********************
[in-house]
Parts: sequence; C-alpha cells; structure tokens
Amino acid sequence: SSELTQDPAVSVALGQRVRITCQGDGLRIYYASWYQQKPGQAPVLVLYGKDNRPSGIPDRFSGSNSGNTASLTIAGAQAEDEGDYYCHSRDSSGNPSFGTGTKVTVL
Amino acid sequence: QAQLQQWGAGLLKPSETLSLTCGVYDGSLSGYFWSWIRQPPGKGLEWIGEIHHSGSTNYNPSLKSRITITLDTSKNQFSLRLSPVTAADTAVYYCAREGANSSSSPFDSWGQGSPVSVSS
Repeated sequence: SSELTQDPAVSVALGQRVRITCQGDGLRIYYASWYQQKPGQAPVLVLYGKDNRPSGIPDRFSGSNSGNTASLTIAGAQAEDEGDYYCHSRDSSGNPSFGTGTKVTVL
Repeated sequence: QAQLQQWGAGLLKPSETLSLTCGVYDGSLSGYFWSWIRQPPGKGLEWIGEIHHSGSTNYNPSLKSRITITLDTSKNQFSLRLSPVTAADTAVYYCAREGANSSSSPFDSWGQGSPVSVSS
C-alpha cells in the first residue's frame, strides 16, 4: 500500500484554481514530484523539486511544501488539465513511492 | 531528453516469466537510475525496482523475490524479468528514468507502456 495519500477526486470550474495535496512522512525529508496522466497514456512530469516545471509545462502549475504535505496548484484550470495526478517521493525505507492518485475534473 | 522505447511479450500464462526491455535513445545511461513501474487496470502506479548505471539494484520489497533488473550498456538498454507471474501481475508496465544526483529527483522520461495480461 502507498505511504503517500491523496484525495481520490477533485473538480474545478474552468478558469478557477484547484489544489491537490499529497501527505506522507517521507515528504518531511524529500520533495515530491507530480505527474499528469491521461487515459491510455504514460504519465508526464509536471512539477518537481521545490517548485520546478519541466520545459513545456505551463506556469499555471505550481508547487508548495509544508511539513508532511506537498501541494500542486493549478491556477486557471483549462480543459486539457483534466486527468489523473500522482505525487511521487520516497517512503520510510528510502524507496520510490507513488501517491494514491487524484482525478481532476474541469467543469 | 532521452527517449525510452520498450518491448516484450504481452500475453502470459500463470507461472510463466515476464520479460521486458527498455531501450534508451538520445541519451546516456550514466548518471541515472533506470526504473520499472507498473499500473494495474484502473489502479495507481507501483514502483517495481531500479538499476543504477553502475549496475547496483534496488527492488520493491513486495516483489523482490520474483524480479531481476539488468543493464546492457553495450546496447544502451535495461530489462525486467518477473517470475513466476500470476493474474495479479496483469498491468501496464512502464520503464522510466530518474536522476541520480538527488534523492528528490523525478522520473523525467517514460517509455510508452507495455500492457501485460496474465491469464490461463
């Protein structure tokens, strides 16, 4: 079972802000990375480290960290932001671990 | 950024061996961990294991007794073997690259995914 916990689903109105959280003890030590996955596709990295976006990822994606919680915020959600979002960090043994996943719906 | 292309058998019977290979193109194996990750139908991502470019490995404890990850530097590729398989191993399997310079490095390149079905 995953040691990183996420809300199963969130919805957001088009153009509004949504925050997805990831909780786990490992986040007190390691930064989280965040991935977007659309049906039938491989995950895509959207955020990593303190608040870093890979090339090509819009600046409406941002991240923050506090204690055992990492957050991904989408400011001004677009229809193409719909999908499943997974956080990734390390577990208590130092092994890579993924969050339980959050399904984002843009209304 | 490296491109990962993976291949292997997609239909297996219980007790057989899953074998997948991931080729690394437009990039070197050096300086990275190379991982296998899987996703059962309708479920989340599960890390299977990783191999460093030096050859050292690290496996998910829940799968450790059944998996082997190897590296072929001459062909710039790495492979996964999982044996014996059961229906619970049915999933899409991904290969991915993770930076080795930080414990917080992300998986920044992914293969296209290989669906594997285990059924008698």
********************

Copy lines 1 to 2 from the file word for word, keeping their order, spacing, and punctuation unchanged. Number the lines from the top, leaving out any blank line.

[in-house]
Parts: sequence; C-alpha cells; structure tokens